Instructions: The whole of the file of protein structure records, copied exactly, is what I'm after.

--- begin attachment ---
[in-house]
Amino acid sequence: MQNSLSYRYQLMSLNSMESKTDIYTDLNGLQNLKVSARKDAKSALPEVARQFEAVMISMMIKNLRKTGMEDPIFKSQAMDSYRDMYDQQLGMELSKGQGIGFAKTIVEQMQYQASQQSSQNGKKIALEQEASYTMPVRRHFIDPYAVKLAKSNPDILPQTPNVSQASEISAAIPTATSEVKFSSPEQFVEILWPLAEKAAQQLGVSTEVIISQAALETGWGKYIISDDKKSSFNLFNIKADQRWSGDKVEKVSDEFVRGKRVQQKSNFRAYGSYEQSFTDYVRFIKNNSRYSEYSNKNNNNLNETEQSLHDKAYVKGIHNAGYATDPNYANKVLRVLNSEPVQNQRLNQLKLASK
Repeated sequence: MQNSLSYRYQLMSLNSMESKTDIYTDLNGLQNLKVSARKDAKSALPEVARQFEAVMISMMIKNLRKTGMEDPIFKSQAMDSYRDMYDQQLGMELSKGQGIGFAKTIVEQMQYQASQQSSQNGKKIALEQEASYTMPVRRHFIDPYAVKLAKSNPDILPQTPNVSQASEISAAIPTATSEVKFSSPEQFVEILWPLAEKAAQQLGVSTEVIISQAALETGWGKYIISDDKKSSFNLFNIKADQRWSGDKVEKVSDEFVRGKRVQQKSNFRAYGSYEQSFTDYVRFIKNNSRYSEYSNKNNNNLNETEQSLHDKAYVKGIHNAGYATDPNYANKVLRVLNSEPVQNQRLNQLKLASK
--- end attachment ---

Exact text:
[in-house]
Amino acid sequence: MQNSLSYRYQLMSLNSMESKTDIYTDLNGLQNLKVSARKDAKSALPEVARQFEAVMISMMIKNLRKTGMEDPIFKSQAMDSYRDMYDQQLGMELSKGQGIGFAKTIVEQMQYQASQQSSQNGKKIALEQEASYTMPVRRHFIDPYAVKLAKSNPDILPQTPNVSQASEISAAIPTATSEVKFSSPEQFVEILWPLAEKAAQQLGVSTEVIISQAALETGWGKYIISDDKKSSFNLFNIKADQRWSGDKVEKVSDEFVRGKRVQQKSNFRAYGSYEQSFTDYVRFIKNNSRYSEYSNKNNNNLNETEQSLHDKAYVKGIHNAGYATDPNYANKVLRVLNSEPVQNQRLNQLKLASK
Repeated sequence: MQNSLSYRYQLMSLNSMESKTDIYTDLNGLQNLKVSARKDAKSALPEVARQFEAVMISMMIKNLRKTGMEDPIFKSQAMDSYRDMYDQQLGMELSKGQGIGFAKTIVEQMQYQASQQSSQNGKKIALEQEASYTMPVRRHFIDPYAVKLAKSNPDILPQTPNVSQASEISAAIPTATSEVKFSSPEQFVEILWPLAEKAAQQLGVSTEVIISQAALETGWGKYIISDDKKSSFNLFNIKADQRWSGDKVEKVSDEFVRGKRVQQKSNFRAYGSYEQSFTDYVRFIKNNSRYSEYSNKNNNNLNETEQSLHDKAYVKGIHNAGYATDPNYANKVLRVLNSEPVQNQRLNQLKLASK